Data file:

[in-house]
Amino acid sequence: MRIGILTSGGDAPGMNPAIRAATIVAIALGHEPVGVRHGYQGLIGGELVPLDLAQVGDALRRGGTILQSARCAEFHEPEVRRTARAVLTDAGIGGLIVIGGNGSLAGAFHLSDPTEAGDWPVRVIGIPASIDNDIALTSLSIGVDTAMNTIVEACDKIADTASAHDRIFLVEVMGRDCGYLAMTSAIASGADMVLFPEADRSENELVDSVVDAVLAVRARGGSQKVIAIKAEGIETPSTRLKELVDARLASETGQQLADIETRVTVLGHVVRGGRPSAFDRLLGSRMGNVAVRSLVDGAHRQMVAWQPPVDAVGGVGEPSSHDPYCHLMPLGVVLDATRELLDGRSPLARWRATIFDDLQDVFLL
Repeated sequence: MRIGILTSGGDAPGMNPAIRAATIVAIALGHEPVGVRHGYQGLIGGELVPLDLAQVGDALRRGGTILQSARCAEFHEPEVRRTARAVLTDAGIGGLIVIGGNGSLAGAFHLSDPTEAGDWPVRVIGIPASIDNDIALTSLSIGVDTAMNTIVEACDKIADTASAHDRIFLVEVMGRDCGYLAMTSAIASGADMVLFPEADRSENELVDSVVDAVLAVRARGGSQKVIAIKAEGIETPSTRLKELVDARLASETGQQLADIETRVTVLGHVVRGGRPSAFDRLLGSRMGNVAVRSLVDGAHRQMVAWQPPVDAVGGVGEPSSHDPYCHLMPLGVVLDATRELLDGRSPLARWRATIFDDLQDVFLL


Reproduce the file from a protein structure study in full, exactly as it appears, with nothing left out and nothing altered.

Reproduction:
[in-house]
Amino acid sequence: MRIGILTSGGDAPGMNPAIRAATIVAIALGHEPVGVRHGYQGLIGGELVPLDLAQVGDALRRGGTILQSARCAEFHEPEVRRTARAVLTDAGIGGLIVIGGNGSLAGAFHLSDPTEAGDWPVRVIGIPASIDNDIALTSLSIGVDTAMNTIVEACDKIADTASAHDRIFLVEVMGRDCGYLAMTSAIASGADMVLFPEADRSENELVDSVVDAVLAVRARGGSQKVIAIKAEGIETPSTRLKELVDARLASETGQQLADIETRVTVLGHVVRGGRPSAFDRLLGSRMGNVAVRSLVDGAHRQMVAWQPPVDAVGGVGEPSSHDPYCHLMPLGVVLDATRELLDGRSPLARWRATIFDDLQDVFLL
Repeated sequence: MRIGILTSGGDAPGMNPAIRAATIVAIALGHEPVGVRHGYQGLIGGELVPLDLAQVGDALRRGGTILQSARCAEFHEPEVRRTARAVLTDAGIGGLIVIGGNGSLAGAFHLSDPTEAGDWPVRVIGIPASIDNDIALTSLSIGVDTAMNTIVEACDKIADTASAHDRIFLVEVMGRDCGYLAMTSAIASGADMVLFPEADRSENELVDSVVDAVLAVRARGGSQKVIAIKAEGIETPSTRLKELVDARLASETGQQLADIETRVTVLGHVVRGGRPSAFDRLLGSRMGNVAVRSLVDGAHRQMVAWQPPVDAVGGVGEPSSHDPYCHLMPLGVVLDATRELLDGRSPLARWRATIFDDLQDVFLL